IAG, which has NZI, State and AMI in its stable of brands, has said that it receives from 40 to 80 claims for meth contamination of residential properties each month.
Many of these properties are rental properties.
The average meth claim cost is approximately $20,000 and, in total, claims amount to around $14 million per year.
According to sources, the majority of claims, which are spread geographically in line with population, relate to meth use.
However, there is a growing school of thought that the risks of meth use – as opposed to the risks associated with a meth lab – are overstated.
Massey University’s Nick Kim has been vocal about his testing results which show that the potential health effects of past meth use in properties are no worse than those of tobacco.
He has told media that in cases where a property has seen meth use walls and curtains could be cleaned but there was no need to tear down gib or replace carpets and insulation.
The situation is very different if a property has been used to manufacture meth, but the chances of this occurring are much lower than often thought.
Backing up Kim’s analysis is a Ministry of Health funded report, which was released last year.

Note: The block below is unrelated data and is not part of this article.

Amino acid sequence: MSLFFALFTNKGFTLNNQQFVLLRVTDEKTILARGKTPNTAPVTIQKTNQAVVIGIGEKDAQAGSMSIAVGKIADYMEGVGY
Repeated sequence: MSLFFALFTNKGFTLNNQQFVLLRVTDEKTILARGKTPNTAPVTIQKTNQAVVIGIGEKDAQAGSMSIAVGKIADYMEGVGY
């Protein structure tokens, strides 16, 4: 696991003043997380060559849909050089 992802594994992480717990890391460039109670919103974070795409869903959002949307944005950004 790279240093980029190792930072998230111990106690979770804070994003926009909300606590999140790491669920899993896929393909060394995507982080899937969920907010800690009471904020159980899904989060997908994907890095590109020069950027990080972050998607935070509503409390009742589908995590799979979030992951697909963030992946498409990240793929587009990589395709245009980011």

It suggested that the levels used to determine meth contamination were too high for situations where the drug has been used rather than manufactured
The report recommended that different levels should be used to assess properties where meth has been used and properties where the drug has been manufactured.
To address this evidence, along with the widespread confusion surrounding the issue, a Standards NZ committee has been developing a new testing and contamination standard.
It is likely that the new standard, which is set for release in June, will change the existing levels at which decontamination is required.
However, Drug Foundation executive director Ross Bell recently said that the new standard will be pointless if the testing industry itself is not regulated.
He said that the testing industry played on people's fear and on hysteria around meth and that the industry should have to meet certain standards set by government.
Along with the much-anticipated new standard, there are a number of other efforts being made to ensure the problem is dealt with more effectively.
If it is passed, the new Residential Tenancies Amendment Bill (No. 2) will give landlords easier access to properties to test for meth and tenants the ability to terminate their tenancy if meth presents at unsafe levels.
Earlier this year, IAG released an e-book on meth contamination, which offers advice and tips for people unsure of what to do in different circumstances.
It has also introduced policy wording changes to ensure consistency and clarity on levels of insurance cover for property owners, including landlords.
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